VANCOUVER, British Columbia, May 21 (UPI) — Despite warnings against long-term use, the use of risky anti-anxiety drugs may be spreading to baby boomers, Canadian researchers warn.
Researchers at the University of British Columbia say benzodiazepines are more likely to be used long term by seniors and low-income earners — with rates remaining steady over a 10-year period — despite warnings against long-term use.
Lead author Colleen Cunningham says prescriptions for these drugs used to treat anxiety and sleep disorders were on the increase among the middle-aged.
The study, published in the journal Health Policy, said long-term use — more than 100 days per year — is not only associated with dependence and tolerance, but can also cause cognitive impairment and increased risk of falls.
“Given the potential for dependence and harms associated with these drugs, they are recommended to be used sparingly for short periods,” Cunningham says in a statement. “However, our study suggests that a significant number of British Columbians — especially the elderly who suffer greater health risks from falls — are using them for long periods.”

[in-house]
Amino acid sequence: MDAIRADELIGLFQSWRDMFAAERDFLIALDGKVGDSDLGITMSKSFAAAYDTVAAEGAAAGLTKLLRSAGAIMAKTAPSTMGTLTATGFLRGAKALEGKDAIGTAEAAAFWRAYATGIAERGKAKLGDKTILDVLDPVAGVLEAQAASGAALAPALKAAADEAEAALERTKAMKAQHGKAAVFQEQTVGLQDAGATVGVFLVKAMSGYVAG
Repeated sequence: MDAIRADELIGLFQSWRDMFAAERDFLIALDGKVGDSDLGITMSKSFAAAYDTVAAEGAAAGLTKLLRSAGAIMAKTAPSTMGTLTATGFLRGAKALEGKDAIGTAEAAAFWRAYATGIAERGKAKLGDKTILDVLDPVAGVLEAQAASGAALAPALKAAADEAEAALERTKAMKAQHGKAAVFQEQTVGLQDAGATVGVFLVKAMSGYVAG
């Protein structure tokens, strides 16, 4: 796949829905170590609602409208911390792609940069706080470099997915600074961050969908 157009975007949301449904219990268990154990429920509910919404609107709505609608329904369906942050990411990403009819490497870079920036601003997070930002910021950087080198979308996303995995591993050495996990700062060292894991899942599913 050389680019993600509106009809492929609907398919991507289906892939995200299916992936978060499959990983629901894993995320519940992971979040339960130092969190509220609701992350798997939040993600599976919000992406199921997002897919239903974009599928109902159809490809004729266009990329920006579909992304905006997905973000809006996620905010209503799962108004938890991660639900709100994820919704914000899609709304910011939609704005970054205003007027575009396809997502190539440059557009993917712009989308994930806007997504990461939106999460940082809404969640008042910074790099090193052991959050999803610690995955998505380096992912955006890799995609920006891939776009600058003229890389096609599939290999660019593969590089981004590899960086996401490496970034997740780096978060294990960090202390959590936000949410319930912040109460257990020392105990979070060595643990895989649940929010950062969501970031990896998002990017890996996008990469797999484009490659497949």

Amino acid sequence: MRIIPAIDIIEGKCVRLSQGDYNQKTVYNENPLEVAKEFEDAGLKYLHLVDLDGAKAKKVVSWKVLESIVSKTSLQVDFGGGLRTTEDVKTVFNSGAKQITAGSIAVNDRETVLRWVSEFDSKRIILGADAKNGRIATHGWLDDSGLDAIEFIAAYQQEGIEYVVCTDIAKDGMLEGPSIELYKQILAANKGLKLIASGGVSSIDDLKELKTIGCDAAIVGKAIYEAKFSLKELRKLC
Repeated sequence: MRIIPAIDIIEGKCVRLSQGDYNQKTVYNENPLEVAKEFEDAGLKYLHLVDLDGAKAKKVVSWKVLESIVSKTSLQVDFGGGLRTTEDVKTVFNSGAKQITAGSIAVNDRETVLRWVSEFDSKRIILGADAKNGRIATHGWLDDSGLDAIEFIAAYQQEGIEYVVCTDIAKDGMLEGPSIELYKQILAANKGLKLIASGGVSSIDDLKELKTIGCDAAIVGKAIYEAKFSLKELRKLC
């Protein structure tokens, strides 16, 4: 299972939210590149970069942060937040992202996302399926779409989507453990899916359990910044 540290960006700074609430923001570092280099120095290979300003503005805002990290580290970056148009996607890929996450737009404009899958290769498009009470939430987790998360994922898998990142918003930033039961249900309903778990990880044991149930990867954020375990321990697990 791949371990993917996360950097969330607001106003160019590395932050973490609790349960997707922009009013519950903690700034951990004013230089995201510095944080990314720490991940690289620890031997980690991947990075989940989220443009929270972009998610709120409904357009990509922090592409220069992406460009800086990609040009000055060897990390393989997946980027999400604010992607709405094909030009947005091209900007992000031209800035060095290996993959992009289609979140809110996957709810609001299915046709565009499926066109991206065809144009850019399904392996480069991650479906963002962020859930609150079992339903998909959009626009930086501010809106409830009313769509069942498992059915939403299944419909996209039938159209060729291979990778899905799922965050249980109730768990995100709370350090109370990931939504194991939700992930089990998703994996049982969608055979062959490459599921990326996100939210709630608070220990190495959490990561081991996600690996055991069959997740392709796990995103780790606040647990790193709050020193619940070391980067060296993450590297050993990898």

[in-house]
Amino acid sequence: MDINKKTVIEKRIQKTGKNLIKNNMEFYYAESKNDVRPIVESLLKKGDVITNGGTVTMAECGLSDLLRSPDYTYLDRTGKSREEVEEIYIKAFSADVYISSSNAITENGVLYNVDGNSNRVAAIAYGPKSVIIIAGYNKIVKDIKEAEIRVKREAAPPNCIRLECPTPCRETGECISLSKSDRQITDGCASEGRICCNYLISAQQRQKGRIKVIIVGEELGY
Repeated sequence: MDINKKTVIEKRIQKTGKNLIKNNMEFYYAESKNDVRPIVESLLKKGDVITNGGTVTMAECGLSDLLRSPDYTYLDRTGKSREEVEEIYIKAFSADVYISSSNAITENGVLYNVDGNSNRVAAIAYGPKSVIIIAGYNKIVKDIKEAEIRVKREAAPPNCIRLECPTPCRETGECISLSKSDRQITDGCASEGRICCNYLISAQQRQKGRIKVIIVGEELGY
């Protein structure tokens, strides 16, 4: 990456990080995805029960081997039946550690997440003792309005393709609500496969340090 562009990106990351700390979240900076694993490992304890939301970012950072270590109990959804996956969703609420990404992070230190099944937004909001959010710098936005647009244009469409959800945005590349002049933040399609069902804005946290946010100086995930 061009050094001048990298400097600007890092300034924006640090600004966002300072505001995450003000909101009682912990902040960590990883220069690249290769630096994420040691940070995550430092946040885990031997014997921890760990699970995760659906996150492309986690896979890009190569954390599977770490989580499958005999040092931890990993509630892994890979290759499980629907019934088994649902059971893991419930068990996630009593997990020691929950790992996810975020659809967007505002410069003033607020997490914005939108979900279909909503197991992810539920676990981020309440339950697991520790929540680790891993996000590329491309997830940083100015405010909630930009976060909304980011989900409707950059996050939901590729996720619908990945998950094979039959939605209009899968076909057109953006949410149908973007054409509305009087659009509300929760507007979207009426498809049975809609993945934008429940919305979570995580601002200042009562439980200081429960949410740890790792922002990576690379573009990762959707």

Cunningham and colleagues compared health records of British Columbia residents from 1996 to 2006. They found 4.9 percent of the population were given short-term and 3.5 percent long-term prescriptions for benzodiazepines in 2006. Two out of three were women.
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